First The Drought, Now A Sea Of Troubles

Hours before Pete Wilson was to be inaugurated last January as California's 36th governor, rain clouds gathered over Sacramento. As staffers scrambled to move the ceremony inside, Wilson joked: "I've only been in office for 20 minutes, and already I've solved the drought."

Today, the former U. S. Senator might concede that those dark clouds were more ominous than they looked. Barely settled into his new office, the Republican chief executive faces some daunting problems (table), including two of historic proportions: a five-year drought that's the most severe in memory and a projected budget deficit that has nearly doubled -- with blinding speed -- to $12.6 billion. While Wilson's budget woes are similar to those of governors in such states as New York and Connecticut, which next fiscal year projects a $1.7 billion shortfall, the deficit he must eliminate in the next three months is the largest ever projected by a state. "I'm just glad that I'm not governor," says California Assembly Speaker Willie L. Brown Jr., the powerful Democratic leader.

For Wilson, who campaigned on a platform that included improving nutrition programs for kids, the state's problems amount to a rude wake-up call. Elected from a crowded field with just 49% of the vote, the 57-year-old governor's first budget proposes to raise nearly $1.8 billion by closing tax loopholes and adding sales taxes and fees. He has also called for cutting $5.3 billion in spending by savaging education and welfare programs. In addition, Wilson has stopped water deliveries from state aqueducts to farmers and has severely curtailed deliveries to cities. The unpopular moves abruptly ended any honeymoon Wilson might have hoped to enjoy. Grumbles David A. Roberti, Democratic president pro tem of the California Senate: "I'd give Governor Wilson a C-plus, so far."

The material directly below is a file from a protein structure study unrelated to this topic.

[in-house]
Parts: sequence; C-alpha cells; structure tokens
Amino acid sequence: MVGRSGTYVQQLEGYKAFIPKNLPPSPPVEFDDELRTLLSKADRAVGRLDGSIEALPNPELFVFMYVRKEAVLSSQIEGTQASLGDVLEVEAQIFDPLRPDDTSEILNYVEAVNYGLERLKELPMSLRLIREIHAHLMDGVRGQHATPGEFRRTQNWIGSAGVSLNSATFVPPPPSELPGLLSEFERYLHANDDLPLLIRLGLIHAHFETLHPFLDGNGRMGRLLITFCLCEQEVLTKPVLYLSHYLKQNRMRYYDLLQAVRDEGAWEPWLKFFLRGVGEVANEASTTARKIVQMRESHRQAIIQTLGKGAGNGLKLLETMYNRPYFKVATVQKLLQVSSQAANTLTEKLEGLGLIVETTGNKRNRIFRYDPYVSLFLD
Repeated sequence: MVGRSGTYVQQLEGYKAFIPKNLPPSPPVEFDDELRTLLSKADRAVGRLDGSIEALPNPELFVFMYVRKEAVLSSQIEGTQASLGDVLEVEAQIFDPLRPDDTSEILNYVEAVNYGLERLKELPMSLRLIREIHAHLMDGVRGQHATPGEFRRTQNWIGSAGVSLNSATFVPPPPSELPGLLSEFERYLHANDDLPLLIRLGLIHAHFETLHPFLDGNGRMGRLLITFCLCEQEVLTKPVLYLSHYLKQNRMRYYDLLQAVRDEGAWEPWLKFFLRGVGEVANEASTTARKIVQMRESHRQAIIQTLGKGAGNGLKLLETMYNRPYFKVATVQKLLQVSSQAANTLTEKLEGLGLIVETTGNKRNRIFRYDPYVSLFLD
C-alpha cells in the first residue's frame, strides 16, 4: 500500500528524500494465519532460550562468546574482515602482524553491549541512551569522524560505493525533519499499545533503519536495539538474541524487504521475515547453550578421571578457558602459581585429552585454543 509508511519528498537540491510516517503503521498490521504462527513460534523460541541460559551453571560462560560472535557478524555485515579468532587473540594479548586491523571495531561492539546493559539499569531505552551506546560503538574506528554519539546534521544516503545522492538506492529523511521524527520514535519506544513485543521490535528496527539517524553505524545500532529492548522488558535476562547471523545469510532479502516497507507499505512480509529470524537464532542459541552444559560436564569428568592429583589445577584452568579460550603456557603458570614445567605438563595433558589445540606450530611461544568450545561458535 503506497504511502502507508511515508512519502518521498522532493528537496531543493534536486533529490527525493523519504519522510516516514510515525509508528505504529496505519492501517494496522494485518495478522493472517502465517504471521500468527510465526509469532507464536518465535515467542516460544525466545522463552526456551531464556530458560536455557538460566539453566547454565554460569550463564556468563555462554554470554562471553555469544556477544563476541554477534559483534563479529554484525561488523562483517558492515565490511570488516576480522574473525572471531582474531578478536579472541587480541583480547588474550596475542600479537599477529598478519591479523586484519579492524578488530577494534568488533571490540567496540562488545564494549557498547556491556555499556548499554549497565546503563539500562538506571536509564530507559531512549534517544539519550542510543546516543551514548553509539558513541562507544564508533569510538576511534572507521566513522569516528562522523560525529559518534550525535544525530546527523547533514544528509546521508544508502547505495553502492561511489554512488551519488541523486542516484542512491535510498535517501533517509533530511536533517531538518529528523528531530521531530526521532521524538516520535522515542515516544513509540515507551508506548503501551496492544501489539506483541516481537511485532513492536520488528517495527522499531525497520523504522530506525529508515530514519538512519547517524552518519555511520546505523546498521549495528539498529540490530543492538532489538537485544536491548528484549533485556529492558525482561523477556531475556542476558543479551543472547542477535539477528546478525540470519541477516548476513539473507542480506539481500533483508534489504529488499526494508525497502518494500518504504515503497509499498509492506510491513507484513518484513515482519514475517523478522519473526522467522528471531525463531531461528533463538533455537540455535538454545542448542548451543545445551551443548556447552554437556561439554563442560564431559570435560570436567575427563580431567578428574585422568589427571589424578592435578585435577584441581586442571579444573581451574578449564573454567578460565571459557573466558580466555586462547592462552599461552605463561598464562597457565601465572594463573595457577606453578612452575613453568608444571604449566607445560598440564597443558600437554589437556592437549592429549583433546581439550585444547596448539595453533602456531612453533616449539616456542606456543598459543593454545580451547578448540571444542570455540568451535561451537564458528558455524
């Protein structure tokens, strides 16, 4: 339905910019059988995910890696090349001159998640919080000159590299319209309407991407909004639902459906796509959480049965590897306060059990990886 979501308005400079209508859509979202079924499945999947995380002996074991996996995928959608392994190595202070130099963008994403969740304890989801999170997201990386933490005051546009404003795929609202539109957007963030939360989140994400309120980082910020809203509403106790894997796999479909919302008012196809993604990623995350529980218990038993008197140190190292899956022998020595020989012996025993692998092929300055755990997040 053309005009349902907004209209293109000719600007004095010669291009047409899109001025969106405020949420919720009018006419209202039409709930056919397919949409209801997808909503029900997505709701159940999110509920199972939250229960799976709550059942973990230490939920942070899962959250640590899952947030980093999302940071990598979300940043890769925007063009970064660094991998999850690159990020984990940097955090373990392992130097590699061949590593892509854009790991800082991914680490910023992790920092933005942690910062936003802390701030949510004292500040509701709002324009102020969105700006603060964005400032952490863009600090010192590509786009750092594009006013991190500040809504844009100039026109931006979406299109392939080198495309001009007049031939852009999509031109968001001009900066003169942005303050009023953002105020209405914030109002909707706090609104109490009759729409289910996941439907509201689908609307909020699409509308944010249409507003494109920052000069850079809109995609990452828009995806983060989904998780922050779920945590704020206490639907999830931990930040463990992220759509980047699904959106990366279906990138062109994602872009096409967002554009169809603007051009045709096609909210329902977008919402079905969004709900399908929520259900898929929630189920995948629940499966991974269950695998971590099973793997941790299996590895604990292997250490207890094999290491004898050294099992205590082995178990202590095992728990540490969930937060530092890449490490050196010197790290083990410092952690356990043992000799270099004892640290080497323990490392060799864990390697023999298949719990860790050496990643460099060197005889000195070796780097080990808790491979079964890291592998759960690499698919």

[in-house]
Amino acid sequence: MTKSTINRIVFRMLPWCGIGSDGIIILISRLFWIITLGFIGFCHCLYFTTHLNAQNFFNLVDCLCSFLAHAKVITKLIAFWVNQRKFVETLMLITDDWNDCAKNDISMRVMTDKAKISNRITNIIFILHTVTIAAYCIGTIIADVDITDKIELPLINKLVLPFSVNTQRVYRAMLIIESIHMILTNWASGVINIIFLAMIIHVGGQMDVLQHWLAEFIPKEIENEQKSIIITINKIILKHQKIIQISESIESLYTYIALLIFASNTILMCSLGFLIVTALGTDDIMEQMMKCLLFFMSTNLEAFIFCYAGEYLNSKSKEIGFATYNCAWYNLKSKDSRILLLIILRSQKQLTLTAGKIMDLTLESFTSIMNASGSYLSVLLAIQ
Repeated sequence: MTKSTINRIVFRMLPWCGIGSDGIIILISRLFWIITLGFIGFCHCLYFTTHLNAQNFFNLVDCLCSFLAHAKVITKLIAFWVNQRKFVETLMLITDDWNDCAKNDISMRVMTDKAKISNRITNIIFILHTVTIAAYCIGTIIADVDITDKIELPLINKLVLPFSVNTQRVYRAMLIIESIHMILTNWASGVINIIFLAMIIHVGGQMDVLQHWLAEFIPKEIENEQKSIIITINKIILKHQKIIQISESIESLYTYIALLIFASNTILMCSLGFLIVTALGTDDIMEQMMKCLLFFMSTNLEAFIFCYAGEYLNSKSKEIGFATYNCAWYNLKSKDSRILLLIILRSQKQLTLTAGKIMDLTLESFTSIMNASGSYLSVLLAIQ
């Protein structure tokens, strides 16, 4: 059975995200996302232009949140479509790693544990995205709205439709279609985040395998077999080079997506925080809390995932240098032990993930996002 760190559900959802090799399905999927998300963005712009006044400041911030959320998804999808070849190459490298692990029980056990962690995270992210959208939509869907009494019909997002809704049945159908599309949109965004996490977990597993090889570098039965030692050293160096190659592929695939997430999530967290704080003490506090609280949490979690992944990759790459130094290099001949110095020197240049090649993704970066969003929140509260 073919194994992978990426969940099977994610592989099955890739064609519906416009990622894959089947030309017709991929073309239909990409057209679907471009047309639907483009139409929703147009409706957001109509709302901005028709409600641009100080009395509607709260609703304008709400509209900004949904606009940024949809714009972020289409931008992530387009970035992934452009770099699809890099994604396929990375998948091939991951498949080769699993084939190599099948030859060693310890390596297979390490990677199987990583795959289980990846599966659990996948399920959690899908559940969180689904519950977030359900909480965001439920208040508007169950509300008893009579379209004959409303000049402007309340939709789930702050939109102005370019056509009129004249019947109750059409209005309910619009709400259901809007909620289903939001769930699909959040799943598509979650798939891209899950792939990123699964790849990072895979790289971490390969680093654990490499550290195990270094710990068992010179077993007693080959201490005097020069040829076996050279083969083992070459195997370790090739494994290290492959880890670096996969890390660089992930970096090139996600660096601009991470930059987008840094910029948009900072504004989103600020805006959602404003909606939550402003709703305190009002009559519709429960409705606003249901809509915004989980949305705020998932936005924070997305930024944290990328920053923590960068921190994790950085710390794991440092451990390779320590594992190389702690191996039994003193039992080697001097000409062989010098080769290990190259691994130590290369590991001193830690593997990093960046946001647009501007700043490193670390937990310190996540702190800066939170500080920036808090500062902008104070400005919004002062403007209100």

Wilson's undoing is a state economy that seemed recession-proof but now is slowing alarmingly. Mounting layoffs in defense, construction, and farming have dramatically throttled back revenue growth, while spending has jumped. By the time Wilson submitted his $55.7 billion budget in January, his staff estimated a $7 billion shortfall. In late March, as the recession threw the brakes on revenue growth, estimates for the red ink shot up, to $12.6 billion.

MAD TEACHERS. A wetter-than-normal March eased the drought, keeping Wilson from having to impose further water cuts. But there's no such respite from budget woes. Although the state constitution requires Wilson to balance spending and revenues, a crazy quilt of ballot propositions enacted over the past two decades makes that all but impossible. For instance, 1988's Proposition 98 mandates that 40% of all new revenues goto the state's school system. Wilson's proposal to defy Proposition 98 and reduce school programs by $2 billion has aroused the fury of the huge California Teachers Assn., which has mounted an advertising blitz in opposition. Moreover, Democrats have lined up to fight the governor's call to repeal Proposition 98.

Wilson and the legislators must balance the budget by the end of June. But the new governor is already at odds with the Democrat-controlled legislature. Wilson's aides say he's mulling layoffs of government workers. Instead, Democratic leaders want Wilson to embrace an increase in state income tax rates--something the governor says he would veto. But to win the support of Willie Brown for his plan to rescind Proposition 98, Wilson may have to accept Brown's proposed tax on lawyers and accountants.

Even if Wilson manages to negotiate his way through the budget, more worries await. By year's end, Wilson and Brown will no doubt lock horns over redrawing the state's congressional districts. And the water shortage remains. By yearend, it may force Wilson to stop the state's remaining water sales.

Can Wilson handle all this as neatly as his inaugural? Moving that affair inside was one thing. Moving the headstrong legislature will be something else again.

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